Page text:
ICO claims private sector leads the way on Data Protection Act compliance

Interestingly, a report from the ICO published yesterday has stated that the private sector appears to be more compliant with the requirements of the Data Protection Act than public sector bodies.

The ICO press release reports the findings of a series of audits the Office has carried out between Feb 2010 and Jul 2012, on both public and private sector bodies, and states:

Within the private sector, the ICO had a high level of assurance that 11 out of the 16 companies audited had policies and procedures in place to comply with the Act. This included having robust security measures in place and providing thorough training for their staff.

The Public Sector bodies didnt fare so well in the audits:

In the health service only one of the 15 organisations audited provided a high level of assurance to the ICO, with the local government sector showing a similar trend with only one out of 19 organisations achieving the highest mark. Central government departments fair little better with two out of 11 organisations achieving the highest level of assurance.

Despite the poor results, there is not significantly more in the way of “recommendations” for the public sector than the private sector and, like the good practice they are largely a summary of good security practices.

Although the ICO is correct to applaud the audited parts of the private sector for their excellent results, it is worth bearing in mind that a lot of the good practice commendations are infrequently implemented.

As an example, these are some of the commendations from the Private Sector report:

  • A comprehensive and robust indexing and scanning process to ensure all documentation is handled accurately and securely.
  • An embedded risk management framework and supporting management information that incorporates an inherent and residual risk scoring matrix approach and includes DPA risks which are assigned to owners.
  • Quantified inherent and residual information governance risk scoring to determine financial impact/loss to the business.
  • Out of hours ‘clean desk’ checks carried out for any data or items that may cause a security risk that have been left out on desks or in offices.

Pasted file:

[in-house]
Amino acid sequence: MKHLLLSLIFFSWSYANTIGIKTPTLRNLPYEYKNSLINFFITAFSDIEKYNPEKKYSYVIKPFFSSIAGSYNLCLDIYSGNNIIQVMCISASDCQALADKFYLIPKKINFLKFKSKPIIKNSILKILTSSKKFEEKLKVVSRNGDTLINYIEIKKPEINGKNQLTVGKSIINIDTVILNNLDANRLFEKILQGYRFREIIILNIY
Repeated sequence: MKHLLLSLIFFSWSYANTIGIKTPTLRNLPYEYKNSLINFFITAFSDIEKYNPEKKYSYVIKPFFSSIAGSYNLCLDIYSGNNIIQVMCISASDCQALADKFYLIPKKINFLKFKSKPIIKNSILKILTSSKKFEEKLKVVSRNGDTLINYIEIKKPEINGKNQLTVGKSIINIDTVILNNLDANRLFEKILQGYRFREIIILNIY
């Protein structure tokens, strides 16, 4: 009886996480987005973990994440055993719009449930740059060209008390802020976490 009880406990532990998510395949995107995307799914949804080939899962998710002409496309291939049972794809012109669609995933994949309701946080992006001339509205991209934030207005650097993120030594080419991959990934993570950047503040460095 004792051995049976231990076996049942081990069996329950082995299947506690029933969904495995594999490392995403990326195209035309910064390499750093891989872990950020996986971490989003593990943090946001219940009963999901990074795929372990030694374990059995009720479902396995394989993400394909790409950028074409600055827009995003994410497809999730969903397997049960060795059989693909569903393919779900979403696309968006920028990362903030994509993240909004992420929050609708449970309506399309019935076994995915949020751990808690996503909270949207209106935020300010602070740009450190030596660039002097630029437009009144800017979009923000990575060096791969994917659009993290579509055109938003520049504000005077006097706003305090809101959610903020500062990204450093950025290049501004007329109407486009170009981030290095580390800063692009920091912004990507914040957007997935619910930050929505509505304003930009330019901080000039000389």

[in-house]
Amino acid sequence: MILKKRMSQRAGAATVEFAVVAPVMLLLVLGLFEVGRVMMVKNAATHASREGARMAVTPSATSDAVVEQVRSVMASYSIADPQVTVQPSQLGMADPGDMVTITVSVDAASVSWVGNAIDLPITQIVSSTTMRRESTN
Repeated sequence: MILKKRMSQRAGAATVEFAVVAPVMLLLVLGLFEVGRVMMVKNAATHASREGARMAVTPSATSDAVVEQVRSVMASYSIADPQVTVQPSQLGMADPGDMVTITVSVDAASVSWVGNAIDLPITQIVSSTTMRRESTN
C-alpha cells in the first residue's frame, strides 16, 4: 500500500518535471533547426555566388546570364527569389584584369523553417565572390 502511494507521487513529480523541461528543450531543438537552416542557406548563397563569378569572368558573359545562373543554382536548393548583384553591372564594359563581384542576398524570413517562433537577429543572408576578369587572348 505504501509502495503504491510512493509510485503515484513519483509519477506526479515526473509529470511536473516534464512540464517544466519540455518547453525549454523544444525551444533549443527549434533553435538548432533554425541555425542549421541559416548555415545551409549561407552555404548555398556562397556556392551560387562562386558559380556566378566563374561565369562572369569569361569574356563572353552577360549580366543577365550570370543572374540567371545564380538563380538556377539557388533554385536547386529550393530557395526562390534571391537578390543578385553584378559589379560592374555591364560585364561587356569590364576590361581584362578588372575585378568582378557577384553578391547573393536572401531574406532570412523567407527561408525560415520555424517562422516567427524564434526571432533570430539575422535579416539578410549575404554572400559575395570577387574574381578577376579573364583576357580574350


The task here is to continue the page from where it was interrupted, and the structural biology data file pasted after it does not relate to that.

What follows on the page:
• IT Quality standards e.g. ISO27001 implemented and regularly reviewed for application.
  • Disablement or removal of CD burners on equipment and full encryption of all Blackberries, PCs and laptops. Use of network firewalls and virus protection and user password complexity above the required industry standards.
  • User activity monitored and logged and URL filtering software in place to prevent access to inappropriate or malicious sites.

While these are all very good practice and certainly recommended to any organisation (with or without a data protection act obligation), the unfortunate fact is that it is very rare for businesses to implement these measures.

Without knowing who the ICO audited, or even what industry sectors made up the sample, it is hard to make any comment on the findings, however this does provide an excellent opportunity for all organisations, large or small, public or private sector, to review their existing security practices and make sure that the good practices are in place.

Take the time to look through the good practice tips and see which ones apply to your business and make sure you have implemented good controls.

At a basic level, if you have implemented a good risk management framework, with aware and trained staff, the rest will fall into place.

If you dont have a good risk management framework (whether or not you think it is good…), then pretty much everything else will have problems.

Taz Wake - Halkyn Security

Certified Information Systems Security Professional with over 19 years experience providing in-depth security risk management advice to government and private sector organisations. Experienced in assessing risks, and producing mitigation plans, worldwide in both peaceful areas and war zones. Additionally, direct experience carrying out investigations into security lapses, producing evidential standard reports and conducting detailed interviews to ascertain the details of the incident. Has a detailed understanding of the Security Policy Framework (SPF) and JSP440, as well as in depth expertise in producing cost-effective solutions in accordance with legislative and regulatory guidelines. Experienced in accrediting establishments and networks as well as project managing the development of secure, compliant, workable business processes.